I send LG#1&2 out to the playhouse where they amuse themselves by going down the slide on top of a boogie board. I have seven minutes until I have to be out the door, and I am not dressed. I dig through my closet and the pile of clean laundry that has been sitting in a basket on the floor of my bedroom for three weeks. Where are all my clothes? And when did I lose the ability to put together some sort of stylish-ish outfit? I find a skirt with an elastic waist (cause goodness knows I am not fitting into my pre-kid denim), throw on some flip flops, douse mist myself with Bath and Body Works Sweet Pea that I bought in 2002 (cause of course I haven't SHOWERED) and pronounce myself Good Enough. Out the door and I realize that both LGs #1&2 have removed their shoes. LG#2 can't find hers. We should have left 6 minutes ago. I locate the shoes, put them back on their wayward feet, and strap my LGs into their respective carseats, but not before I pick up a pile of change off of the pavement that was earmarked for children's church donations.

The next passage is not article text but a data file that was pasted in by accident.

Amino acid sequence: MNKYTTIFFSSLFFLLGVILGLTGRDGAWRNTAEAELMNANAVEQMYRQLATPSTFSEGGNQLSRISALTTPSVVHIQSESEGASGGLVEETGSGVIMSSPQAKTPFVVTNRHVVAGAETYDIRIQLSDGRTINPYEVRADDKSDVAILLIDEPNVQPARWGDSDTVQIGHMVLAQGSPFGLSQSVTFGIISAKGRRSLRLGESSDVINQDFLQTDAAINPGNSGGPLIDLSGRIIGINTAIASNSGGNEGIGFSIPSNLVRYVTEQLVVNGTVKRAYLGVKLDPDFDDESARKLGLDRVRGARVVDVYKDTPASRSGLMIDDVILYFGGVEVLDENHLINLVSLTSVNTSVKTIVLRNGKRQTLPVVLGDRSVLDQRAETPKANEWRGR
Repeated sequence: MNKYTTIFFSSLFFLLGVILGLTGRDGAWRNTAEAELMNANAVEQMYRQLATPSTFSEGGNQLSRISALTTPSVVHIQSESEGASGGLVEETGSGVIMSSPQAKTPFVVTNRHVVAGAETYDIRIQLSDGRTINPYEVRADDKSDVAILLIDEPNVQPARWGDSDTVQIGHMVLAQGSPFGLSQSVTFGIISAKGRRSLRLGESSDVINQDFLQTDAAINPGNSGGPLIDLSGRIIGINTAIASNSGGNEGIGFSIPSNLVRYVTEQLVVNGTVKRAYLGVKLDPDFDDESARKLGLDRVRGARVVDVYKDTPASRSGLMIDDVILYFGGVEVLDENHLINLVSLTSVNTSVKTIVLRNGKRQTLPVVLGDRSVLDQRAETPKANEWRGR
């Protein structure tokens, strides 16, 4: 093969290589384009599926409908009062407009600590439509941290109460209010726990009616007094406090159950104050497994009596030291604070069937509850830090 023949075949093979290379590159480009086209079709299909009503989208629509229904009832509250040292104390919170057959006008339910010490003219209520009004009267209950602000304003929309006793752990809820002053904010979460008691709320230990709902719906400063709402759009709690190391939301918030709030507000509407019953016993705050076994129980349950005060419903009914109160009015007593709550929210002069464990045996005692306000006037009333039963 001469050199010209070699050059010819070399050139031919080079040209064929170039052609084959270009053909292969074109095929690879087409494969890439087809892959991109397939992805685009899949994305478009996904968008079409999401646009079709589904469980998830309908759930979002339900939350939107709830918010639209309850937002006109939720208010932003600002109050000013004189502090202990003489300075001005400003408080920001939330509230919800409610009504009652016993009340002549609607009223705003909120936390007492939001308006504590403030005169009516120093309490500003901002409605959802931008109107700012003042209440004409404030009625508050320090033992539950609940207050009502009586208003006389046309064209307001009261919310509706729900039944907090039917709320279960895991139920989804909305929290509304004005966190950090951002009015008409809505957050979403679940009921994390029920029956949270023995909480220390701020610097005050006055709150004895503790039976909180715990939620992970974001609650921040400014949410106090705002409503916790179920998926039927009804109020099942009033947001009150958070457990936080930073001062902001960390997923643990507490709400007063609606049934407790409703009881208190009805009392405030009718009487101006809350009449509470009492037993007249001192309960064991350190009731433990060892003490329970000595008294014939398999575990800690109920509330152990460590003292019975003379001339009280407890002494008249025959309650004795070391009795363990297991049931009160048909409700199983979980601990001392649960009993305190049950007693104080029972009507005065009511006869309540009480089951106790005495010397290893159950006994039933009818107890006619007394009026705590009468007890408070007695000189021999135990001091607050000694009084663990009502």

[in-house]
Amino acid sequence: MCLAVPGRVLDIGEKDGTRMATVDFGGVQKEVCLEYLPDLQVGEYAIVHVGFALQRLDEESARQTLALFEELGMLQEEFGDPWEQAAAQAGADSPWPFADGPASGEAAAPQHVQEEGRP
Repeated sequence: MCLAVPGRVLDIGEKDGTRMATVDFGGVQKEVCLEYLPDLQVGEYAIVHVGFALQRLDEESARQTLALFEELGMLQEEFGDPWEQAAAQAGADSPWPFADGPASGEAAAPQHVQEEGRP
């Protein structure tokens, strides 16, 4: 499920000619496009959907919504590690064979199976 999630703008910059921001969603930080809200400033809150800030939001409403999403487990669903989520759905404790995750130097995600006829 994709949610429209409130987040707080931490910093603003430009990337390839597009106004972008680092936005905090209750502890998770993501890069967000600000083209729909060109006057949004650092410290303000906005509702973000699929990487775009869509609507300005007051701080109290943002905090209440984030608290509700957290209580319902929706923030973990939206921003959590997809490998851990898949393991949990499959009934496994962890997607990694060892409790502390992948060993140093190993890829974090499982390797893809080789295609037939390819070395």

I crank up the air conditioning in the car because I am sweating at this point. I can't remember if I wore deodorant on or not. We are about 1/4 of a mile away from the house when I hear a rattle and a bang. And of course, it is the boogie board falling off the roof racks of my minivan. Because somehow my kids managed to get a boogie board on top of my van without me noticing. I would curse under my breath at this point, but it's Sunday and I don't do that on Sundays. "Sorry, girls. We are just going to have to look for it later." Many loud shrieks, crying, and gnashing of teeth ensues. I decide I'd rather be late to church than listen to this nonsense for the 10 more minutes it will take to get to church. I turn the van around, and the boogie board is nowhere to be seen. I have a terrifying vision of it flying off the car and impaling some poor bicyclist, but push it from my mind, try to console my kids, and head back toward church. It is 10:23.